The Vatican confirmed on Tuesday the Pope’s travel to the North African Kingdom, saying he will visit the cities of Rabat and Casablanca.
The Pope will visit the cities of Casablanca and Rabat, home of the Apostolic Nunciature since 1976, the director of the Vatican Press Office, Greg Burke, announced in a communiqué, relayed by Italian paper La Stampa.
He explained that the visit takes place in response to an invitation extended by King Mohammed VI, “a sovereign respected at a global level by Muslim leaders and other religions for his positions open to dialogue”.
Talks between King Mohammed VI and his guest will tackle several issues, with focus on inter-religious dialogue and emigration.
Pope Francis has often cited as an example the moderate Islam advocated by King Mohammed VI.
Actually, the Moroccan Sovereign has repeatedly pleaded for dialogue between religions, tolerance and mutual respect between individuals and peoples.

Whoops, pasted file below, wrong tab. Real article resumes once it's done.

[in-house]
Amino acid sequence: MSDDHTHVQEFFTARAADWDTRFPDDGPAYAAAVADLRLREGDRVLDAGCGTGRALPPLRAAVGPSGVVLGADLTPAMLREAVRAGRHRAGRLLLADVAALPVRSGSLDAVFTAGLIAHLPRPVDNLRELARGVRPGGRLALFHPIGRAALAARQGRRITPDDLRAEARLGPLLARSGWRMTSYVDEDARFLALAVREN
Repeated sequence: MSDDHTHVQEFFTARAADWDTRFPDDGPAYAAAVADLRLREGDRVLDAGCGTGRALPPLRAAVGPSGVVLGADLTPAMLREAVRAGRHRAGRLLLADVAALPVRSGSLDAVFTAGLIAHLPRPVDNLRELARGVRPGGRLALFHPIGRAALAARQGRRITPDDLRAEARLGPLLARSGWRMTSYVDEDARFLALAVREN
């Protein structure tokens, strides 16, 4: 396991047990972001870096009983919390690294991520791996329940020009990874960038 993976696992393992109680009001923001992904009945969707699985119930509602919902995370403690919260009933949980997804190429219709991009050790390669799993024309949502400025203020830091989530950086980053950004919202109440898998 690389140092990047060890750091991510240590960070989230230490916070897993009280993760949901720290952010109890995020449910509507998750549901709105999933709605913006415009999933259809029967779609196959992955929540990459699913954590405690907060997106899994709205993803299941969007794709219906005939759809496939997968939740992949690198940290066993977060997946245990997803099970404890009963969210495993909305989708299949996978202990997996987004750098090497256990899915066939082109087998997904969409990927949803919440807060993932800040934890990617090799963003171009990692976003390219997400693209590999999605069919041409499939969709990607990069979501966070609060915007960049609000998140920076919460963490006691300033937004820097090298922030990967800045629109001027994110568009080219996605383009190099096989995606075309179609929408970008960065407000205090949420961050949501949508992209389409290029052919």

Pope Francis will be the second pope to travel to Morocco. John Paul II visited the country in 1985, a visit that was seen as an opportunity to build bridges between Muslims and Christians.
Morocco, a cradle of intercultural and inter-religious dialogue, hosted last May an event under the theme “Believers and citizens in a changing world”.
The event, initiated by the Academy of the Kingdom of Morocco, was attended by scholars from Moroccan, Islamic and Pontifical Universities who discussed means of sealing dialogue between Christians and Muslims. They stressed in the final declaration that this dialogue shall be continued “with patience and wisdom, because it is not optional, but it is a necessity for peace, security and the well-being of societies”.
On the sidelines of the event, the Holy See and Rabita Mohammedia, a Moroccan organization of theologians, signed an agreement providing for holding biennial meetings on topics to be set by the two sides.
The Pope’s trip in March 2019 will therefore be a new opportunity to strengthen this already initiated dialogue between the Catholic Church and Islam.
Less than one percent of Morocco’s population is Christian.
Pope Francis has already visited several Muslim countries, including Turkey in 2014, Azerbaijan in 2016 and Egypt in 2017.